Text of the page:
Another example: While I loved both Dragon Age and Fallout 3, and think both games are amazing, towards the end of both I was basically playing them just to see the endings and officially finish them. What was highly entertaining content and combat in the first 30-40 hours was now a barrier between me and the final conclusion to a story I wanted to wrap up. I was ‘burnt out’ on their versions of character progression, gear acquisition, and chasing the little side pieces of content they included. If I was not as odd about ‘finishing’ a game as I am, I most likely would have stepped away somewhere just after 40 hours, and this from two of the RPG genre’s best offerings. Needless to say I was never very temped by the DLC either title offers, and certainly not at the price-point they offer it at.
My point though is that always being in the moment and always being at the heart of the ‘fun’ content is just not sustainable for hundreds of hours. I fully believe any game designed to be played for hundreds if not thousands of hours needs a healthy amount of ‘work’ content included with the ‘fun’ content. It’s that ‘work’ content that highlights the ‘fun’ bits and makes actually accomplishing something feel actually rewarding rather than just being told, yet again, what an amazing hero you are by some AI script. Hearing it the first time, hey great, but after the 100th, most of us simply no longer place any value in that AI script cheering us on (and so we skip quest dialog).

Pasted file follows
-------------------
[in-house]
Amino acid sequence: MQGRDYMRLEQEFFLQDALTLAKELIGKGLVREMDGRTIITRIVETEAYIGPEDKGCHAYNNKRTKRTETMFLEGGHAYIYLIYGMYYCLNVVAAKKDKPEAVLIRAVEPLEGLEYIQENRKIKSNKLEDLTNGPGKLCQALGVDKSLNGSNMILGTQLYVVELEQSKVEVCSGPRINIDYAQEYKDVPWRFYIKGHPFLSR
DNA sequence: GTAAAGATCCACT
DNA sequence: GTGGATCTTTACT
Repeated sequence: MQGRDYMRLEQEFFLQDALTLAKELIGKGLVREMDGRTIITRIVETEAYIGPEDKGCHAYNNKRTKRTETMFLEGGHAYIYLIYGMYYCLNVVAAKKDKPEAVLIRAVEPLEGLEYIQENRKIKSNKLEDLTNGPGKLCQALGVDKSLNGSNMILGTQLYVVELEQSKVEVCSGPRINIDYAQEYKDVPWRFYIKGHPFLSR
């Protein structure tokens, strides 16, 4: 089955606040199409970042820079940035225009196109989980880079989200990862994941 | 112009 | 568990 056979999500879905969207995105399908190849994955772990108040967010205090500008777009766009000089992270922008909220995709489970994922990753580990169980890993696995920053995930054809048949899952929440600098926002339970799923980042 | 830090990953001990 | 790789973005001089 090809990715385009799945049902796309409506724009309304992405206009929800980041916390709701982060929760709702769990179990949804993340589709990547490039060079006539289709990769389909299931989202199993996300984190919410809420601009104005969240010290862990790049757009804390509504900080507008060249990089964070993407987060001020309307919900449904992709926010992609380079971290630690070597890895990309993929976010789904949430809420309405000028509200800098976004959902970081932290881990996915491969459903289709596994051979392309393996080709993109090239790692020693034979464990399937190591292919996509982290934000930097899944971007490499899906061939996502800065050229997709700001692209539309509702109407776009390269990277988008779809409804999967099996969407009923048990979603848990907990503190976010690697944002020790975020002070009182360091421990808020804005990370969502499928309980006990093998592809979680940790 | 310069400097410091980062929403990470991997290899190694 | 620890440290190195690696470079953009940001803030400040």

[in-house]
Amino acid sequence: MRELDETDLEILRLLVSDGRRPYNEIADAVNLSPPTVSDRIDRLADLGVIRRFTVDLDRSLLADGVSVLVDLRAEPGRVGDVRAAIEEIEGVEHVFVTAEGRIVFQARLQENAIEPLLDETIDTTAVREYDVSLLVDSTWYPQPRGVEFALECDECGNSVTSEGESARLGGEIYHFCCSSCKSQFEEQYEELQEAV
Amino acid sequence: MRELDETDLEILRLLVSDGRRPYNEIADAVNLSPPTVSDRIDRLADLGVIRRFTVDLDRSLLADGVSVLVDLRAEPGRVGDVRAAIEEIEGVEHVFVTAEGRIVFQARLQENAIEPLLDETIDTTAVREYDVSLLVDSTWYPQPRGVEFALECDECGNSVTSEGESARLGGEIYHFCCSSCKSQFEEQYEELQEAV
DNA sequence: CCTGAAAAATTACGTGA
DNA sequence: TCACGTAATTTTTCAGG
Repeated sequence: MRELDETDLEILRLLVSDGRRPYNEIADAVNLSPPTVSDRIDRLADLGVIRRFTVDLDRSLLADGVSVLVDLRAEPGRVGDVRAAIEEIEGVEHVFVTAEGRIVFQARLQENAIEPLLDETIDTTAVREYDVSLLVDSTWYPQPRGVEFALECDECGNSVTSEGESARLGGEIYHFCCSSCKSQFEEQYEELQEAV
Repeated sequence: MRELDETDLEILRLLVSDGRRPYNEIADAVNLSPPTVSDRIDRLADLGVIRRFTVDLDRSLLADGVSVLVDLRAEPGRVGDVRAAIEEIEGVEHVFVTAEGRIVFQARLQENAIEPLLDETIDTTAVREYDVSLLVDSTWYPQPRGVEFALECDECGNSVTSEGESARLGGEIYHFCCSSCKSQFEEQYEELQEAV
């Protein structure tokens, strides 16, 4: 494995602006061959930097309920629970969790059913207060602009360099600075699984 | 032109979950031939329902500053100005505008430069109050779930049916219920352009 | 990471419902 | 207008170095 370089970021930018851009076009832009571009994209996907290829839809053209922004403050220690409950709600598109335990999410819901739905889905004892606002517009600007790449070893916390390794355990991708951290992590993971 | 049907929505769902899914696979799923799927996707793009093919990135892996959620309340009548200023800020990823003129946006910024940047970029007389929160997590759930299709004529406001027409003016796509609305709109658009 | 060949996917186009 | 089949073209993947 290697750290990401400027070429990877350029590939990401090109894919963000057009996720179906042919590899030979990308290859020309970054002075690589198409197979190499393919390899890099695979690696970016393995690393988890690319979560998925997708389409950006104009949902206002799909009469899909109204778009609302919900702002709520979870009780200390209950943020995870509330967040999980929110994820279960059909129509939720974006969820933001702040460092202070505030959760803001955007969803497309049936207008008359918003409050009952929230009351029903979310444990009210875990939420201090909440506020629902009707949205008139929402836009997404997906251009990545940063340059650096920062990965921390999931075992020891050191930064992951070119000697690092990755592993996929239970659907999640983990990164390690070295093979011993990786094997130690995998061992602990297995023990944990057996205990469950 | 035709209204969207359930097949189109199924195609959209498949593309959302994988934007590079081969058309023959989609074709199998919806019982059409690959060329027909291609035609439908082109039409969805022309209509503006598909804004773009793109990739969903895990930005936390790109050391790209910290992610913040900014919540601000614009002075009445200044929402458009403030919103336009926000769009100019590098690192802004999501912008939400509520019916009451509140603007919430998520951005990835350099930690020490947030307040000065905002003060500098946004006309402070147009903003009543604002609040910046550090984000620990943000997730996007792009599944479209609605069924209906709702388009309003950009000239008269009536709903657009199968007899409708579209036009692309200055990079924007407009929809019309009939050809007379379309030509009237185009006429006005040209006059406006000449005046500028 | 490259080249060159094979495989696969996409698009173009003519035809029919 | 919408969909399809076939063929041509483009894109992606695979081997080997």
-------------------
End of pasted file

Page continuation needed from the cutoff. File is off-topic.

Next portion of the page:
One major key difference between a successful MMO and one that ultimately fails is not how ‘epic’ your highpoints are, or how great special feature X is, but how enjoyable the ‘work’ aspect of your game is. This is where Blizzard nailed it with WoW, because the most very basic aspect of the game, combat, is incredibly smooth, responsive, and just plain fun (until you start drooling on your keyboard and your drool hitting the keys is enough input to overcome the final boss of a dungeon, but I think I’ve covered that topic here a few times already). DarkFall also has great (best in class IMO) combat at it’s core, which is what makes killing the same mob for a few hours in one day, and dozens upon dozens yearly, enjoyable, while making the highlight moments (PvP) feel so rewarding.
I’ve not heard much about how refined the combat is in SW:TOR, or how much focus has been spent on getting that aspect down to a razor-sharp point before fleshing everything else out. I mean I still (I’m weird) remember pre-release WoW interviews from Blizzard talking about spending a huge amount of time working on tiny little ‘feel’ details with the combat, making sure the hotbar responds exactly how you would expect, that the amount of input from moving forward ‘feels’ right with that happens on the screen; tiny stuff like that.
I again come to the conclusion that SW:TOR is going to end up playing, and ‘feeling’ a whole lot more like Dragon Age of Fallout 3 than WoW/DF, which will ultimately make it a great $60 purchase, but not something I’ll be playing after the first month or so. Like I’ve said before, that makes for a great game, but a terrible MMO. Now excuse me, I’ve got a .01% damage increase to chase after.